Beth shook her head in frustration. “He’s not here. I tried to bring him back with me, but he stole my bike and disappeared. I found it later, but he’d taken my gun and set off on foot.”

“So what you’re saying,” the facilitator said, “is that you’re our sole source for this explanation, barring other visitors from Phoenix. Is that correct?”

“I’m afraid so, yes.”

“In that case,” the founder of the local credit union said, “all we can do is judge Beth’s explanation on its merits, since we don’t have anything official to back it up. The way I see it, we’ve got three choices. One, we decide to not recognize Phoenix money at all here, two, we accept Elspeth’s explanation and let these notes devalue themselves to nothing, or three, we ignore the explanation and use them at their face vale.”

“Rubbish,” a voice rumbled. “All we need to do is send someone to Phoenix. Then we’ll know whether this cockamamie scheme holds any water.” It was the grossly overweight bully who had been the branch manager of a now-defunct bank.

“Great idea, Tom,” Beth shot back. “You hobble right over there, and we’ll just not spend any Phoenix money until you return.”

The raucous laughter that followed was cut short by a resounding crash as the double doors burst open and the young tech who’d set up the town’s open-source cell towers rushed in clutching a phone. “It’s fire and rescue,” he said breathlessly, eyes wide. “Roz’s bakery’s in flames and she’s trapped inside.”

“Oh my god!” Beth breathed, color draining from her face. “Frank.”


“Francis Stoneway. He threatened to burn down my shop when Peter offered him Phoenix money as change. Those travelers stopped at Roz’s, too, and Frank likes donuts!”

The young man held up a finger while listening intently to the phone. “They’re going in after her,” he said, glancing around the crowd. Then he winced, and asked the caller, “what was that?”

The crowd drew closer. A few people clasped hands.

He swallowed, and lowered the phone. “They were… they were just inside when the roof fell on her.”

Beth collapsed into a chair and cried.

Several people conferred with the tech for a few minutes. He made calls to some of the other working groups, passing instructions from those present. Even though Parker no longer had a formal police force, Frank would nevertheless be found and brought in for questioning.

“Okay people,” the facilitator said a few minutes later, “we still have to decide what to do about the Phoenix money that‘s circulating here in Parker.” She paused for a moment and glanced nervously around the room. “Even if Frank wasn’t responsible for that fire, he, or someone else who refuses to accept the Phoenix money, might do something stupid.”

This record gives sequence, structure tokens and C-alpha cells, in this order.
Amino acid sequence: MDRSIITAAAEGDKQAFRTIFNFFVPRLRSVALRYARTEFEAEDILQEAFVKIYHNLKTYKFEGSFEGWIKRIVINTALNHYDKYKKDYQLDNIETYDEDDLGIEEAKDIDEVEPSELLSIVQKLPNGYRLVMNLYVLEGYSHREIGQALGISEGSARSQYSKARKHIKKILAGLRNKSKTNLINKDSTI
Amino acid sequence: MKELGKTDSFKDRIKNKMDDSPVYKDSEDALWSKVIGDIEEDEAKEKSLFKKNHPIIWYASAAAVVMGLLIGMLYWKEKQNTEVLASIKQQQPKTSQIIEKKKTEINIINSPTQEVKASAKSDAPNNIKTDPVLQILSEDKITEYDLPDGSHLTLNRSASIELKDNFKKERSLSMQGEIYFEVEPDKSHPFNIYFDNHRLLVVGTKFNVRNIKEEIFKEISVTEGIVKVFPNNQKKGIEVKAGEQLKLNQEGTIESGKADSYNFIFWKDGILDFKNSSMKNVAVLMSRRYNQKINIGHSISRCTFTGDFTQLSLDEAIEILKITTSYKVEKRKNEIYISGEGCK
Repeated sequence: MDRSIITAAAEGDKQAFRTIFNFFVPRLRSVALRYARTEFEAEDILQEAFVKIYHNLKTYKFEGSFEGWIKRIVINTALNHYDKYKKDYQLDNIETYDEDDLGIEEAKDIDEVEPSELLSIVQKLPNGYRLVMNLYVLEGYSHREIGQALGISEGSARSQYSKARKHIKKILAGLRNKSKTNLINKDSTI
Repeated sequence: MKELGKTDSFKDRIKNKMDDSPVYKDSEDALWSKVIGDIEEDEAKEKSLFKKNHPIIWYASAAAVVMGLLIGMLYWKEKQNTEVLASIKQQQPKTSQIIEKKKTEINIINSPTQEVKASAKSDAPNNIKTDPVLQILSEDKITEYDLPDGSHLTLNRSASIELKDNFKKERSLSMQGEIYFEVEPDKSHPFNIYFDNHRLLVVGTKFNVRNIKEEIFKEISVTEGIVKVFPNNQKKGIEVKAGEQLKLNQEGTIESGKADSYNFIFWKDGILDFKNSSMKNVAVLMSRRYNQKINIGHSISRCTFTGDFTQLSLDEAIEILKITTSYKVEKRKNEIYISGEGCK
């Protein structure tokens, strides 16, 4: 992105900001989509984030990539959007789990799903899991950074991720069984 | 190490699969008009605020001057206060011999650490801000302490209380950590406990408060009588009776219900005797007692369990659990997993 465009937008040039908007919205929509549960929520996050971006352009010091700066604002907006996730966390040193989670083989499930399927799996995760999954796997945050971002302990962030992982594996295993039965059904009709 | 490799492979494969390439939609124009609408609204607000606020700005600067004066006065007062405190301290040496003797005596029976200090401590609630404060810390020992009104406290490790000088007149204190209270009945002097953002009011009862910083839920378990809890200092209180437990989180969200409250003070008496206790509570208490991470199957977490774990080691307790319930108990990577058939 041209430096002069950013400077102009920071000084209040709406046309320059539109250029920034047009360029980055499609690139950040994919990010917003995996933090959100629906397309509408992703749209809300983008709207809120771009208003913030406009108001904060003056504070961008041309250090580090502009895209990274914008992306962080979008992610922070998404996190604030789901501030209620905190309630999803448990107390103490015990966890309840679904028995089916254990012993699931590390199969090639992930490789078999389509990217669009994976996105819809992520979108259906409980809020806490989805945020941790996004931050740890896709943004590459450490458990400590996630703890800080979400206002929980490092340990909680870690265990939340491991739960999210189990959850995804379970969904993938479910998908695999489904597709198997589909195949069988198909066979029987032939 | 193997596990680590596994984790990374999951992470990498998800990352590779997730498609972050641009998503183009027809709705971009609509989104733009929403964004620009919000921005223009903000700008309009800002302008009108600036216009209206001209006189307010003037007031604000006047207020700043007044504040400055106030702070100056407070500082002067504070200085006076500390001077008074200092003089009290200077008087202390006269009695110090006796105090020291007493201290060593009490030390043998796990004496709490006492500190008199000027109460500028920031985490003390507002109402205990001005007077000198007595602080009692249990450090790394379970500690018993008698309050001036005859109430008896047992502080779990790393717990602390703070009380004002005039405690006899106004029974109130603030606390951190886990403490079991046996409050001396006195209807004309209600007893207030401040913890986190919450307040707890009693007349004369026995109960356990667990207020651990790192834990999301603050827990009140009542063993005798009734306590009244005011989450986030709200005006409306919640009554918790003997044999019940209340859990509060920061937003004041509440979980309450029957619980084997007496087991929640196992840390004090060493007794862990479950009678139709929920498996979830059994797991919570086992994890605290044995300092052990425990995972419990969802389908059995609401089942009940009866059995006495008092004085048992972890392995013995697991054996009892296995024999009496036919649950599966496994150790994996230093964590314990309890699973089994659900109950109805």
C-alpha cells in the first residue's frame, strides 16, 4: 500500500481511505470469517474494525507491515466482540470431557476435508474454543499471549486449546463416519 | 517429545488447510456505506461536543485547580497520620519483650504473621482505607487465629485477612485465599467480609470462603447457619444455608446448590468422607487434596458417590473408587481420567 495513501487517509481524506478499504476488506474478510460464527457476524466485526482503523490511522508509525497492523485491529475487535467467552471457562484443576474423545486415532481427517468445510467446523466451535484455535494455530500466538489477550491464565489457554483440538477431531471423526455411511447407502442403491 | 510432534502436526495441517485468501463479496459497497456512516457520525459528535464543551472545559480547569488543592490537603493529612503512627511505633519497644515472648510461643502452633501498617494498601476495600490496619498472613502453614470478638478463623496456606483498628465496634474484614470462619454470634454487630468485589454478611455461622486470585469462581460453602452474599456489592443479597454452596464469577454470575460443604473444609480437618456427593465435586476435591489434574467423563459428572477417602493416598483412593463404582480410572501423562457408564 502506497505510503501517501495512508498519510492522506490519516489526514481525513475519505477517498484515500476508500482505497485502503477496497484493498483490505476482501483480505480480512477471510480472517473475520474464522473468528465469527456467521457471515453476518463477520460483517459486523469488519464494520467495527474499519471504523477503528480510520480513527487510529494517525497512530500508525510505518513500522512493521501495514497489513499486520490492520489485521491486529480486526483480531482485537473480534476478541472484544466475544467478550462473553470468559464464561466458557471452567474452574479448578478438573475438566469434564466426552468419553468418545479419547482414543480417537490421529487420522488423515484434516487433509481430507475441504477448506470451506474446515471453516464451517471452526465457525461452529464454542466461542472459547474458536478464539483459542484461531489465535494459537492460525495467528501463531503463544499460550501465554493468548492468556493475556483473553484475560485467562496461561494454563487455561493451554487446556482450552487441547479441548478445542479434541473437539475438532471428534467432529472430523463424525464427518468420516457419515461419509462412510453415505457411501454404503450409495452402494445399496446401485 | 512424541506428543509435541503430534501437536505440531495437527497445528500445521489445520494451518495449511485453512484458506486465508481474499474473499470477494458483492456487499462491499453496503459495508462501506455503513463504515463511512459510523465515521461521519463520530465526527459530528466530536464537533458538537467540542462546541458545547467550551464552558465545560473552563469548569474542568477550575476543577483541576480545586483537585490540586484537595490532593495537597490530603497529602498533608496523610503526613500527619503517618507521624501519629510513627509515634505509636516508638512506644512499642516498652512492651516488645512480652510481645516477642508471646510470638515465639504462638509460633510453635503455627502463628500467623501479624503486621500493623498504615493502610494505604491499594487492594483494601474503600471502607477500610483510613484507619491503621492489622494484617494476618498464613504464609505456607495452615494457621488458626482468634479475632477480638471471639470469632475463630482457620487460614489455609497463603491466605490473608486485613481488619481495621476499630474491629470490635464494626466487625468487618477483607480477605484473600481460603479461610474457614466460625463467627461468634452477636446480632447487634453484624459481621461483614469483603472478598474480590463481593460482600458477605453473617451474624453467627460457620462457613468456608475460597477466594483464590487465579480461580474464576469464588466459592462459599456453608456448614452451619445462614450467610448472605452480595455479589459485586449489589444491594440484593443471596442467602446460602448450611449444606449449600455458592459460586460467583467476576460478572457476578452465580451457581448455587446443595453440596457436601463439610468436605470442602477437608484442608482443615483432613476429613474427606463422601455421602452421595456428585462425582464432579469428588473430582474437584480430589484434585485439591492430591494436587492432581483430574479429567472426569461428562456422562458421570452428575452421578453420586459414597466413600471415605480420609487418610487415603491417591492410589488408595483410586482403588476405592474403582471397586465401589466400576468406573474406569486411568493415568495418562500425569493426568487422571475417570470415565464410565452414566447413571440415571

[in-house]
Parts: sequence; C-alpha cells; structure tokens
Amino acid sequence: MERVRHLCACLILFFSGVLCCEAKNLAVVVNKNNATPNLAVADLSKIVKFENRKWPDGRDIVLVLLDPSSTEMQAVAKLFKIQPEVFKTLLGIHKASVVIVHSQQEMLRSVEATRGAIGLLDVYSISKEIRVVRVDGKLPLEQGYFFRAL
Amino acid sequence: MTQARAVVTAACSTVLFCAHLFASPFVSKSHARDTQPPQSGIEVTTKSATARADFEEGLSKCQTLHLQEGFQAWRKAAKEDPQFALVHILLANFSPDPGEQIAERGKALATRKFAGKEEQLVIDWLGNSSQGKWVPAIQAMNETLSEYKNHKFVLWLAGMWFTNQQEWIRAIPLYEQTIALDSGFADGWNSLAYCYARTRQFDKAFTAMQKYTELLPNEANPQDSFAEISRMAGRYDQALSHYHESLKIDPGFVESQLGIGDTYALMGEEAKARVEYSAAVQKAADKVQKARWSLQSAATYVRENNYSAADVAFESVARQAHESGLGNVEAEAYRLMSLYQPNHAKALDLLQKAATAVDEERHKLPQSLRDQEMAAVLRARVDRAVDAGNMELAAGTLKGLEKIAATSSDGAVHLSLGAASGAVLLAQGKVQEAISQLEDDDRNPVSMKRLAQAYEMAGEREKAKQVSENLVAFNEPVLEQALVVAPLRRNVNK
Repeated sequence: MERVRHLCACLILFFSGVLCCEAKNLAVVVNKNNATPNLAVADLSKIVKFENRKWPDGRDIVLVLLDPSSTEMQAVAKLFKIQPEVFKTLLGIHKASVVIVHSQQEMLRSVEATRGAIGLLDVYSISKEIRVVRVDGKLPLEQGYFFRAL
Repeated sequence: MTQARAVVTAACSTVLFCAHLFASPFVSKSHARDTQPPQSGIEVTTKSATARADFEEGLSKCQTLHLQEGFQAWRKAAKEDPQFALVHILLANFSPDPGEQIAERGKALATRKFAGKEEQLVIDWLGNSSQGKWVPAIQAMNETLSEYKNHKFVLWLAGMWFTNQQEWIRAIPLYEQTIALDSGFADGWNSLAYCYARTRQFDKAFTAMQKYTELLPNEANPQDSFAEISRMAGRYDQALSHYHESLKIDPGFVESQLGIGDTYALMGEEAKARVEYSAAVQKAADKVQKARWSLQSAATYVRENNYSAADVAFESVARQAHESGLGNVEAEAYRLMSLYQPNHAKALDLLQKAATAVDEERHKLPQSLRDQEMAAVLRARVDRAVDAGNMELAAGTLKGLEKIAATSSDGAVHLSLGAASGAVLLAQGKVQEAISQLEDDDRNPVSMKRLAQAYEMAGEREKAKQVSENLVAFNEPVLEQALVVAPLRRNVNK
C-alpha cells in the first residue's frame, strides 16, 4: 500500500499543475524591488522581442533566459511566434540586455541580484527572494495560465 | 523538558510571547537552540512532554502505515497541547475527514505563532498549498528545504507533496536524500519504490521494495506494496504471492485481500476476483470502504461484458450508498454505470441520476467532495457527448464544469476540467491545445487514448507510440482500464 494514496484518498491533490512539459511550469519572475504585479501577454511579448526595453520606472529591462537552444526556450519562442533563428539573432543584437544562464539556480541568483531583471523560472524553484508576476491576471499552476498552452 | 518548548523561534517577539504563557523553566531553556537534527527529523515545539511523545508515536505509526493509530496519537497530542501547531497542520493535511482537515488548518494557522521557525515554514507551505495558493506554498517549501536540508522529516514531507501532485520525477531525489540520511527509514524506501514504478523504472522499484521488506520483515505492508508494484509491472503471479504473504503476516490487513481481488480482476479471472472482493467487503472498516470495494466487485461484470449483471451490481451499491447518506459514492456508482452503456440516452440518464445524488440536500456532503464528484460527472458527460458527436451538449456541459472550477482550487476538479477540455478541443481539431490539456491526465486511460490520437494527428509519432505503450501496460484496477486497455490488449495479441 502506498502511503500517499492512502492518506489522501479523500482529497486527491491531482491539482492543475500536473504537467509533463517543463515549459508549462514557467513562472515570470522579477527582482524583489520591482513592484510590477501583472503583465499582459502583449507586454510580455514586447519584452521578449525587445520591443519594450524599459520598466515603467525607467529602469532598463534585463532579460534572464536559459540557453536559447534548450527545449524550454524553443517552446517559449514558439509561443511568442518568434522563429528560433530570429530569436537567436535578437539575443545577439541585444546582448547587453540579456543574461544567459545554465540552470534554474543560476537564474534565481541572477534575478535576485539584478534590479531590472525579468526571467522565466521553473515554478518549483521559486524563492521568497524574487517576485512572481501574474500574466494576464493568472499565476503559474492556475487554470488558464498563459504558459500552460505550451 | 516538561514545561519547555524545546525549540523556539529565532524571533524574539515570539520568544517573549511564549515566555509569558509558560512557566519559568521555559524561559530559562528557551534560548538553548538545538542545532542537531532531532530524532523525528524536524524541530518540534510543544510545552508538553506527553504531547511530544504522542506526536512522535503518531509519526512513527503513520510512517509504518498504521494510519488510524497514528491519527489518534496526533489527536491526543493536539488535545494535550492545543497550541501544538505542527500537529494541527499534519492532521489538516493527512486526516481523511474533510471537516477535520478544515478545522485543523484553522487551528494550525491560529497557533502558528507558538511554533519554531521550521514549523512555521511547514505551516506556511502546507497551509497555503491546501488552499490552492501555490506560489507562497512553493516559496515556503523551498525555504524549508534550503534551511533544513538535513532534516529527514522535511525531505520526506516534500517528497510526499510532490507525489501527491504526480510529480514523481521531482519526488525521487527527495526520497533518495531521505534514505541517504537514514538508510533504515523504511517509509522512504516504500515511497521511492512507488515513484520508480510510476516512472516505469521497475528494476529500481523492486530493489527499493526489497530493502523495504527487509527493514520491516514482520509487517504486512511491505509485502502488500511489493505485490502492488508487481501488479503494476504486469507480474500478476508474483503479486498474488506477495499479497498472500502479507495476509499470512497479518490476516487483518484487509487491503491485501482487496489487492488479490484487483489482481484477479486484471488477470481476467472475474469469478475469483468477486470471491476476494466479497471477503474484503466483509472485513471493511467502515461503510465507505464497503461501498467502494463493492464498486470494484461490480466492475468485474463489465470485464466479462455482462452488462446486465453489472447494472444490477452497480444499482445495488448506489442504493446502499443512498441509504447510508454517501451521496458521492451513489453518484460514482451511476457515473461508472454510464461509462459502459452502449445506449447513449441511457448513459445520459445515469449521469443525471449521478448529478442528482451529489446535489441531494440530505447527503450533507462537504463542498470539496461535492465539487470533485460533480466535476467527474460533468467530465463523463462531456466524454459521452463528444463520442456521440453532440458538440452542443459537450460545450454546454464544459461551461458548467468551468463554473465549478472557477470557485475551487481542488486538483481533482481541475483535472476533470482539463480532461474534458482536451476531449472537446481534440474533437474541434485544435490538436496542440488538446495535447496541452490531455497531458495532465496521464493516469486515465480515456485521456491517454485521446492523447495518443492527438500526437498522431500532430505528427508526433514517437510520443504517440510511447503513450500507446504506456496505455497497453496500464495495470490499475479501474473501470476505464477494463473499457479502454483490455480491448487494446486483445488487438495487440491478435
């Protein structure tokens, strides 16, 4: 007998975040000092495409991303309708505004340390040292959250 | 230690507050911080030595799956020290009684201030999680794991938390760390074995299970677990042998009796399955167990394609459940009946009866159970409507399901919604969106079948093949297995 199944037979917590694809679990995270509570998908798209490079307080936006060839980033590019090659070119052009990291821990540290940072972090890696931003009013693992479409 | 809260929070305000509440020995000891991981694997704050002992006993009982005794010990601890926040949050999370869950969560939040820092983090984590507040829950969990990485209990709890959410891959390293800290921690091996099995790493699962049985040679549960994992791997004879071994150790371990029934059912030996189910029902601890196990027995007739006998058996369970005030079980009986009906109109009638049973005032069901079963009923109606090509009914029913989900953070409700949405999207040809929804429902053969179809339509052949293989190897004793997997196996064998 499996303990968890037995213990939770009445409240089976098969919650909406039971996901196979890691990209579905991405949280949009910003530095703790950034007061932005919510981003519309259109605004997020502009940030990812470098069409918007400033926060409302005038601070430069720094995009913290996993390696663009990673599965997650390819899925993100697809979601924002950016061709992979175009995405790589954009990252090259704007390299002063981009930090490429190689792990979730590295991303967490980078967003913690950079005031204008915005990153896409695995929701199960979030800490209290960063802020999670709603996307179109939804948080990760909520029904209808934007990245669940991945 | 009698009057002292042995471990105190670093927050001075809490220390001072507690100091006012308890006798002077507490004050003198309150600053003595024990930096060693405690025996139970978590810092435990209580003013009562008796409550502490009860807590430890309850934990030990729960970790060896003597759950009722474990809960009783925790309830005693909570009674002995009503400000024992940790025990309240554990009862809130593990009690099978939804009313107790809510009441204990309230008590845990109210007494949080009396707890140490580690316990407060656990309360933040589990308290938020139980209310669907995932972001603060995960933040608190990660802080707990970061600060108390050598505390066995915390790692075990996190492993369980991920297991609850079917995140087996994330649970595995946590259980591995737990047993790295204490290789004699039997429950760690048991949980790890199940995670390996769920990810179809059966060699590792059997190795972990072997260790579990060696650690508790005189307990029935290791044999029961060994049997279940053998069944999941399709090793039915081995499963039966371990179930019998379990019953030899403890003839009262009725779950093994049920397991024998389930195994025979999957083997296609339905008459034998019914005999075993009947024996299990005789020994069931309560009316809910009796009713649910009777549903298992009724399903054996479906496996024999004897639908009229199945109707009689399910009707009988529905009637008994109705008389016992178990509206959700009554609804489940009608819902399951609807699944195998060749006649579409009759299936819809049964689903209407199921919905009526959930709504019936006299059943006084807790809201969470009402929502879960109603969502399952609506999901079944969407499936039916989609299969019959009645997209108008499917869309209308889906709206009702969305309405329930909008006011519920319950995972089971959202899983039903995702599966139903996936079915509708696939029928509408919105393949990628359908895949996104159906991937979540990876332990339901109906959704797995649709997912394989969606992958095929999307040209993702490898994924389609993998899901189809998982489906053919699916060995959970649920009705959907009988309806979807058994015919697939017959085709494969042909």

“Damn right,” Tom shouted. “I say we just refuse to honor the crap!”

“Do you,” Beth asked sarcastically, rising to her feet. “So tell me, exactly how much Phoenix money have you accepted?”

“Not one bit. I know real money when I see it.”

“That’s a laugh,” she said, pulling an Angel out of her wallet and holding it up. “And what exactly makes these things real for you? Is it the pictures of dead actors, or the fact that they were designed by a convicted counterfeiter?”

“What’s important,” he said angrily, “is that it’s backed by gold.”

“Gold? Can’t you even read? It says right on the back that Angels embody the hard work and good faith of the people who labor for the betterment of Los Angeles.“

“I think we’re getting sidetracked here,” the facilitator said. “It’s ludicrous to argue about which city’s money is real and which one isn’t. What makes any money real is people’s willingness to use it. Our problem is what to do about the fact that at least one person here in Parker is in violent opposition to using it.”

“Excuse me,” Peter said tentatively, “can I say something?”


“Well, it seems to me that if the people in Parker refuse to accept the Phoenix money, we’d be alienating an awful lot of people who ought to be our allies.”

“Allies?” Tom shot back. “What the hell do we need them for?”

“Well, for one thing,” someone replied, “they buy a lot of what we make here.”

“Besides,” Peter went on, “if we accept the money but reject the explanation for the fading ink, there’s no reason for us to accept the labor conversion for Angels either. The only way we can survive as a community is if we agree on some common principles. I say we accept the Phoenix narrative, and talk with the people there about setting up a printing operation in Parker so we can refresh any of their money that’s spent here, and extend the territory where it’s accepted.”

Beth looked at him agape. “I thought you came to work for me because you wanted to build things. And now you want to be a banker?”

“Of course not,” he laughed. “What I want to do is build the printing press.”


(The story continues in “Steam Cycle“)

Copyright 2011 by P. Orin Zack